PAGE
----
196 – Lazy Meditation

I have taught for so many years that I cannot remember the number of years I have been teaching. My siblings and I would laugh at our parents when they would say that they met so and so in 1939. Then when discussing ages of various close relatives, they would lapse back to, ‘I was born in 1921 and he was born in 1930’. We were five brothers and sisters, and we would roll on the ground because it sounded so funny.

I do the same thing now and I started teaching in 1978. Well, the favourite questions of all students was and is ‘how can I practice daily’. I was a dedicated and disciplined teacher and I insisted that they must practice daily, just as they brushed their teeth every day. Well I am now 72 and have become mellow. I came across what Swamiji said in his tour in 1968 (there go the dates) in a church in Belfast.

The practise

Sit on a sofa or a chair, with eyes closed and spine straight. Be comfortable. Focus on the spine, keep it straight. No slouching. Keeping the spinal cord erect, makes sure that the sympathetic, para sympathetic and central system are balanced. Now become aware of your physical body. One has been in this physical frame for many years. After about two minutes, leave physical awareness aside and tell yourself that you will be still.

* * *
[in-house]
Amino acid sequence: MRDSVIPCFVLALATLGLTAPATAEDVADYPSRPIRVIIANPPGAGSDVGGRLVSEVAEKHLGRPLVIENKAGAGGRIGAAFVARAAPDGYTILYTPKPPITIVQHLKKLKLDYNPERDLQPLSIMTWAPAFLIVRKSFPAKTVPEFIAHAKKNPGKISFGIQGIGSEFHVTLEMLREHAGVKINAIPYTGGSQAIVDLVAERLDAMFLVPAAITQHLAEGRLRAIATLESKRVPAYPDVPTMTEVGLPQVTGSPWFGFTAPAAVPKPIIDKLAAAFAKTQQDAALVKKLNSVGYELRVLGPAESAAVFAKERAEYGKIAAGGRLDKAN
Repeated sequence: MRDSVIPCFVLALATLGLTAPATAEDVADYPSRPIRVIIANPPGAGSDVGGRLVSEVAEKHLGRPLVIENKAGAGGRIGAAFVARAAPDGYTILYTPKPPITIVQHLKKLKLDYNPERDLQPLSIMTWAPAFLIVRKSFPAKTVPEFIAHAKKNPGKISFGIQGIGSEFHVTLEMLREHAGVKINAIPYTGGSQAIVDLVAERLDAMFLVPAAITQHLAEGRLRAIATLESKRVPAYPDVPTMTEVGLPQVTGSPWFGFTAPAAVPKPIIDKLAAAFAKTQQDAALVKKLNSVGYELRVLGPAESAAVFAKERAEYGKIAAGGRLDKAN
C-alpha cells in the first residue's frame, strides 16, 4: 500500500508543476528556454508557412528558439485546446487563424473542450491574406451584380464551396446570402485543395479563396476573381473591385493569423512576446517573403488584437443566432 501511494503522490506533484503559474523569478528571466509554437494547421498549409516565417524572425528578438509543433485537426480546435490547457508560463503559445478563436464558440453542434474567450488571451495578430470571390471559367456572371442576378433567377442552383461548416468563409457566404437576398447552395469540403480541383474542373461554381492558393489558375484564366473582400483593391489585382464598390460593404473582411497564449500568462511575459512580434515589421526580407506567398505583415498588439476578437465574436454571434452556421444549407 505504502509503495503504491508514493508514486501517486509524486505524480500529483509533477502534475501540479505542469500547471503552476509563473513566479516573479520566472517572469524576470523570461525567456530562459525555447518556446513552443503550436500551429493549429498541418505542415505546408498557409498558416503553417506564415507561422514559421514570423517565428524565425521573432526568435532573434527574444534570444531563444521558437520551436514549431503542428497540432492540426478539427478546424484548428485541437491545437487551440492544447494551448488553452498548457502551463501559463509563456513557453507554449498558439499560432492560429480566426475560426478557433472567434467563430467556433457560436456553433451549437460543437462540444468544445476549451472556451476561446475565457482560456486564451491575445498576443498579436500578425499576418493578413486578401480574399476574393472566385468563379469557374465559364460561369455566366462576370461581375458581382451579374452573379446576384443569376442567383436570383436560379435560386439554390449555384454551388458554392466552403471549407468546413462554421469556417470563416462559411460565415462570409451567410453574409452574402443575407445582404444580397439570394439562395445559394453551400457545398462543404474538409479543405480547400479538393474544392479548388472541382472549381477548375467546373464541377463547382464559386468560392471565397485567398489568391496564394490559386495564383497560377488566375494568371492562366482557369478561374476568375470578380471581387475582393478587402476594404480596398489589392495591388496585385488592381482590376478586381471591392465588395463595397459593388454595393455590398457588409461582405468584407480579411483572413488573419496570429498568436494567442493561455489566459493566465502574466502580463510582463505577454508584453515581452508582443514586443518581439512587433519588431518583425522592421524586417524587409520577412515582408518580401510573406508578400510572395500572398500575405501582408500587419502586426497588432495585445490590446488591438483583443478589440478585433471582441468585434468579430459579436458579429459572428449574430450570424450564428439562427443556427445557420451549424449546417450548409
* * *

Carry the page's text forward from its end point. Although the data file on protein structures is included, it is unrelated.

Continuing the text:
Say, “I am still, and I know that I am still.” First you practiced body awareness and then body stillness. You have become a statue, become aware of your breathing with awareness. Tell yourself that ‘I am breathing in, I am breathing out’. Do this for two minutes. Observe your breath travelling through your nostrils, going down your throat to the lungs. Visualise the oxygenated blood going to each and every cell in your body. Visualise the exhalation of carbon dioxide and toxins from the cells, going to the lungs and then being expelled out of the nostrils. Add So to the inhalation and Ham to the exhalation. Practice for five minutes. Revert to ordinary breathing.

It is so easy, you can do it anywhere, anytime for ten to twenty minutes.

Aim Hrim Klim

 

Photo by Ben White on Unsplash

 

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